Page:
This a groundbreaking scientific breakthrough! After 20 years of trying to increase the cheetah population, there might be hope for their species yet!
Columbus Zoo, Ohio, has reported that two cheetah cubs (a male and female) were born February 19th, 2020. The birth is thanks to a procedure that took place at the Smithsonian Conservation Biology Institute. For the first time in history, US scientists were able to delivery two cubs via vitro fertilisation (IVF), using a surrogate cheetah.
The surrogate mother, Izzy, is a three-year-old cheetah who carried the eggs harvested from six-year-old Kabibi, and sperm from a cheetah at the Fossil Rim Wildlife Center in Texas.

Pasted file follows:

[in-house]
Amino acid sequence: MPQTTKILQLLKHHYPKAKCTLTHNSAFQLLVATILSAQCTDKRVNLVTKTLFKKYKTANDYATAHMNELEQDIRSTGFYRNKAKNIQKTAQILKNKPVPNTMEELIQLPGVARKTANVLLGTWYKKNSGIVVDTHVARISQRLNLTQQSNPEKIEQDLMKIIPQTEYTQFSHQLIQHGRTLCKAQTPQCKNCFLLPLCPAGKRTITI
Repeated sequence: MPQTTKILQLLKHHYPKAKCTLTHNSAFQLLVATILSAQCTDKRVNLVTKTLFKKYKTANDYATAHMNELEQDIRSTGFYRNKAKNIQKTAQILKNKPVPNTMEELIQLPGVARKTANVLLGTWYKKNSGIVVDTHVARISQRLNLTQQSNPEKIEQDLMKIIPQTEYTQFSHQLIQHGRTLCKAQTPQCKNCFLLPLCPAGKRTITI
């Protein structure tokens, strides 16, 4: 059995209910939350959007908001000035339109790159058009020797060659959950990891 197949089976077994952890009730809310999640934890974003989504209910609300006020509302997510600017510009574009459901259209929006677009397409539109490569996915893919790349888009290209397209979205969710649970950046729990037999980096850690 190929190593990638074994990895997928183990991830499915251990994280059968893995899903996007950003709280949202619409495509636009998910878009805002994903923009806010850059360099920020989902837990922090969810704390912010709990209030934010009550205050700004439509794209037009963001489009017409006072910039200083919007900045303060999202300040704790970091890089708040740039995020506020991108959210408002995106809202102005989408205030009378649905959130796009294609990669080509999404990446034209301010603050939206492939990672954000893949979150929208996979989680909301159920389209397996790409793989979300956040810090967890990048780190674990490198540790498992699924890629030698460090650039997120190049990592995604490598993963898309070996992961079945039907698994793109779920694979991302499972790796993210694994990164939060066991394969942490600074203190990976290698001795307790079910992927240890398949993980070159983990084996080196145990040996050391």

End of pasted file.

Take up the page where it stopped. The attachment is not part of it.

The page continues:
Timeline of the historical procedure according to the Smithsonian's National Zoo website:
- Nov. 14 and 18: The female cheetahs were given hormone injections to develop mature follicles.
- Nov. 19: Eggs (oocytes) were taken from Izzy and Kibibi. Neither had reproduced previously.
- Nov. 19: Semen from male cheetah thawed and eggs fertilized.
- Nov. 21: Team implanted nine embryos in Isabelle (Izzy) and six in second cheetah, Ophelia. A typical cheetah gestation is 93 days.
- Dec. 23: Izzy was confirmed pregnant via ultrasound, which appeared to show two cubs. The ultrasound confirmed that Ophelia was not pregnant.
- Feb. 16: Izzy's care providers begin an around-the-clock video birth watch
- Feb. 19: Cubs born
How amazing is that? Thanks to all the hard working scientists who are keeping these beautiful creature from going extinct!
Story via CBS News